Holthoer 1977 = Holthoer, Rostislav, New Kingdom Pharaonic Sites. The Pottery, The Scandinavian Joint Expedition to Sudanese Nubia Vol. 5:1, Lund 1977.

Minault-Gout/Thill 2012 = Minault-Gout, Ann / Thill, Florence, Saï II. Le cimetière des tombes hypogées du Nouvel Empire (SAC5), Fouilles de l’Institut français d’archéologie orientale du Caire 69, 2 vols., Cairo 2012.

Painter’s pots from SAV1 West

Ancient Egyptian houses have been quite colourful as we know from well preserved sites like Amarna (cf. e.g. Kemp 2012 with nice colour plates and illustrations) and Amara West – in addition to the common mud plaster coating the mud-brick walls, traces of whitewash and painted wall plaster is documented. Also remains of pigments have frequently been found in ancient settlement contexts, most often on some kind of painting palette in various materials.

A small group of 11 pottery vessels from SAV1 West falls into this category and gives first indications that also the houses in the New Kingdom town of Sai might have been partly painted and decorated: these vessels show all traces of pigments on their interior, mostly yellow, blue and some red. These are the most common colours within domestic contexts (as well as for decorating stone blocks of temple architecture).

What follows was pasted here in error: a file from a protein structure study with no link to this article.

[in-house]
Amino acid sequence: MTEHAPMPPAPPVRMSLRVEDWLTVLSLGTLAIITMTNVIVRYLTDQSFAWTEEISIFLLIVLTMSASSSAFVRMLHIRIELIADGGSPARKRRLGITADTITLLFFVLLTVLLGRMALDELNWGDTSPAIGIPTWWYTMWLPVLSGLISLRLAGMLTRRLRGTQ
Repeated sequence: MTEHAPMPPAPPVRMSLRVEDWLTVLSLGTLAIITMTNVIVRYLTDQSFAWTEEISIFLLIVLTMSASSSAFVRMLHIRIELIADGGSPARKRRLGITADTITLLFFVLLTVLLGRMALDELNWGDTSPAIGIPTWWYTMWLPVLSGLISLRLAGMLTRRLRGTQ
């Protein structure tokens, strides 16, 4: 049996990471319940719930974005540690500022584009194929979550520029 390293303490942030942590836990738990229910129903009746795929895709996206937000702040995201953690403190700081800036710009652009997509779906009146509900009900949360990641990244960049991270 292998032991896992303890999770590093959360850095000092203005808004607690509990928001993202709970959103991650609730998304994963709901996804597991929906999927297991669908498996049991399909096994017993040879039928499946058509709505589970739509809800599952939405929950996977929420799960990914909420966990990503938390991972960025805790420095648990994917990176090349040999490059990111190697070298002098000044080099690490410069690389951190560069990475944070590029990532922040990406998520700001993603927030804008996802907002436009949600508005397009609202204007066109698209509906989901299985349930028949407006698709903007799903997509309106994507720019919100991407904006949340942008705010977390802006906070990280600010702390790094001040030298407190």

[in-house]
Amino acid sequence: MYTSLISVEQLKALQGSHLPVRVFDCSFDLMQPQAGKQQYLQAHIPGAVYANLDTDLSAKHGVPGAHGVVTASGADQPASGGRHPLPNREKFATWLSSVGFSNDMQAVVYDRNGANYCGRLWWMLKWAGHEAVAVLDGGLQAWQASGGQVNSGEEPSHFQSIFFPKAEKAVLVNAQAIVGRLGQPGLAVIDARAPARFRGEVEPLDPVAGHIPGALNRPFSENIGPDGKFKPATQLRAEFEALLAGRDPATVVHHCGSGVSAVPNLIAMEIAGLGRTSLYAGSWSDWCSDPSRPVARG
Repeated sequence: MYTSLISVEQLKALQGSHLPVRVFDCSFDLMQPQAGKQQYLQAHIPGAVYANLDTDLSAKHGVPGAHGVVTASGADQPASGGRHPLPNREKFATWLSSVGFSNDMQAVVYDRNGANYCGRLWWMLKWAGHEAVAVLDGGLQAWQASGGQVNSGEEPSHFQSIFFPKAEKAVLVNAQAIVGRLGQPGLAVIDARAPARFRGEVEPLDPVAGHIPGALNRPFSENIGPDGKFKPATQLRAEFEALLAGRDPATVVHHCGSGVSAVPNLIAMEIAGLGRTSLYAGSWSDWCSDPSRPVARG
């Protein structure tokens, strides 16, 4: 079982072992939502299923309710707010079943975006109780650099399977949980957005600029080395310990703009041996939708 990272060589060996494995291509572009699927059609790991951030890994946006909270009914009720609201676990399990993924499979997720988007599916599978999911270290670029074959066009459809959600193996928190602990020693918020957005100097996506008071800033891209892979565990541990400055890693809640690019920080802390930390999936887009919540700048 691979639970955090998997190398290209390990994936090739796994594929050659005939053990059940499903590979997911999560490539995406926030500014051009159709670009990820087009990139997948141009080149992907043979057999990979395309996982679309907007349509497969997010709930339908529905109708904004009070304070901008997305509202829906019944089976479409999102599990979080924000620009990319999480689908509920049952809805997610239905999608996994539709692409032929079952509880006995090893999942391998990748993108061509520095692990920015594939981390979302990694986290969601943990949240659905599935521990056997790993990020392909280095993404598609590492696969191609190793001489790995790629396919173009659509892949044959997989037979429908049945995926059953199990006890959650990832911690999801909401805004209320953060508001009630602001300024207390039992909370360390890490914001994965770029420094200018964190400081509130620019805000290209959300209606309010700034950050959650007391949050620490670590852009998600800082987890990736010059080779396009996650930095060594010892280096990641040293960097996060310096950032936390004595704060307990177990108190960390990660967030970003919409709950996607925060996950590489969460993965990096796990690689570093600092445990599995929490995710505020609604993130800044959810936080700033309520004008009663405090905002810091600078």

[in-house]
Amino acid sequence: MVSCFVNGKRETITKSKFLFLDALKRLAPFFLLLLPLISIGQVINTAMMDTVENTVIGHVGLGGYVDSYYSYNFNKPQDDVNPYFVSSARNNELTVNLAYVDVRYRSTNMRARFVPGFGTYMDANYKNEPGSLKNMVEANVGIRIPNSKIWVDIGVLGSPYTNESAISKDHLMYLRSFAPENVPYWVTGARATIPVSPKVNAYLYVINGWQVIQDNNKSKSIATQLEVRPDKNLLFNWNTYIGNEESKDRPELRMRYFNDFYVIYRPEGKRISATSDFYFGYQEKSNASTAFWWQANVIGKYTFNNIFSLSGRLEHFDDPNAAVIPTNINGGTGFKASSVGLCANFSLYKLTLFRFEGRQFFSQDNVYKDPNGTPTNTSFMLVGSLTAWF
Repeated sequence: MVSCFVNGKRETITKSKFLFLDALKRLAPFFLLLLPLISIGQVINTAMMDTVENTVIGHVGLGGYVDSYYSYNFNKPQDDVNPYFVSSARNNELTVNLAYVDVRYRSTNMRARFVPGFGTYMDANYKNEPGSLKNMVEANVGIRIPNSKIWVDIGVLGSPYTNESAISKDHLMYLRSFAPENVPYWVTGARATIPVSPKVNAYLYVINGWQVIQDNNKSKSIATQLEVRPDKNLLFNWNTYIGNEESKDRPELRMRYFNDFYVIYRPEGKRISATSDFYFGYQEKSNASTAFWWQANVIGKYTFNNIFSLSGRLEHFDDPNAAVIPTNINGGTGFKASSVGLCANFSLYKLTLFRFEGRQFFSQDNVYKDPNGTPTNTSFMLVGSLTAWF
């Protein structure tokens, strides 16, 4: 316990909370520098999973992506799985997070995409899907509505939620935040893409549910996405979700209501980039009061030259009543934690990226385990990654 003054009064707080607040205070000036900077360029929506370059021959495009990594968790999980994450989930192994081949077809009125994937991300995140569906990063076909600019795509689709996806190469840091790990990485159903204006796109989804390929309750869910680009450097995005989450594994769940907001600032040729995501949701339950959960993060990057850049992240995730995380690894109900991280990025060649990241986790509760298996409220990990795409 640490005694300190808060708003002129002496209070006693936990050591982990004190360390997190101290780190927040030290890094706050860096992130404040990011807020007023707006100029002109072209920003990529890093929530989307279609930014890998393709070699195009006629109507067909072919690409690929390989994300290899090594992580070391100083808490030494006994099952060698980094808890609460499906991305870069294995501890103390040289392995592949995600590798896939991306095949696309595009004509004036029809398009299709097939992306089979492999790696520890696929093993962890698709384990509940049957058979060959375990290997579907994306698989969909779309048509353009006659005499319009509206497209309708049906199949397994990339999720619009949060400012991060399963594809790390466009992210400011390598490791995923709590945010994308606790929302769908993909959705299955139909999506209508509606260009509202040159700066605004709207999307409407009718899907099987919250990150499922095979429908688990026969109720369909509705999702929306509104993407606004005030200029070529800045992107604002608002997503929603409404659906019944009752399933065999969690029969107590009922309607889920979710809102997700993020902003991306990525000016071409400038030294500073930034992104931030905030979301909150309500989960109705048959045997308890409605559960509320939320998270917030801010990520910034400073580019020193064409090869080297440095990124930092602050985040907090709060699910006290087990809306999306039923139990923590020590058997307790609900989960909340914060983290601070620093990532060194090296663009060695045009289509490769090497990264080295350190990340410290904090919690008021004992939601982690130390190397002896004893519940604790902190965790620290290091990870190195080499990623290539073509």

Interior of one of the painter's pots from SAV1 West.

Interior of one of the painter’s pots from SAV1 West.

The painter’s pots from SAV1 West have all been found in Square 1, towards the east of the enclosure wall, presumably thus connected with structures from the interior of the town. Some grinding stones and hammer stones with traces of pigments have also been noted, as well as plaster remains and what seems to be gypsum.

The vessels are mostly small flat based simple dishes and so-called flower pots – the latter are well known as painter’s pots from tomb context in New Kingdom Egypt (see, e.g. Brack/Brack 1977, 80) and temple sites (for example from the pyramid complex of king Ahmose at South Abydos; personal observation, still unpublished material from Stephen Harvey’s excavation).

One of the "flower pots" from SAV1 West with yellow pigment inside.

One of the “flower pots” from SAV1 West with yellow pigment inside.

Insha’allah we will be able to investigate the pigments, plaster and gypsum left on ceramic sherds and stone tools next year in more detail – possibly with exporting some samples with the permission of the National Corporation for Antiquities & Museums in Sudan for analyses here in Vienna. As yet, the painter’s pots from SAV1 West give small hints that the furnishings in people’s houses of Sai were maybe following similar standards like in Egypt, where light and colour had quite important functions (cf. Kemp 2012, 188-190).


Brack/Brack 1977 = A. Brack and A. Brack, Das Grab des Tjanuni. Theben Nr. 74, AV 19, Mainz am Rhein 1977.

Kemp 2012 = B. J. Kemp, The City of Akhenaten and Nefertiti. Amarna and its people, Cairo 2012.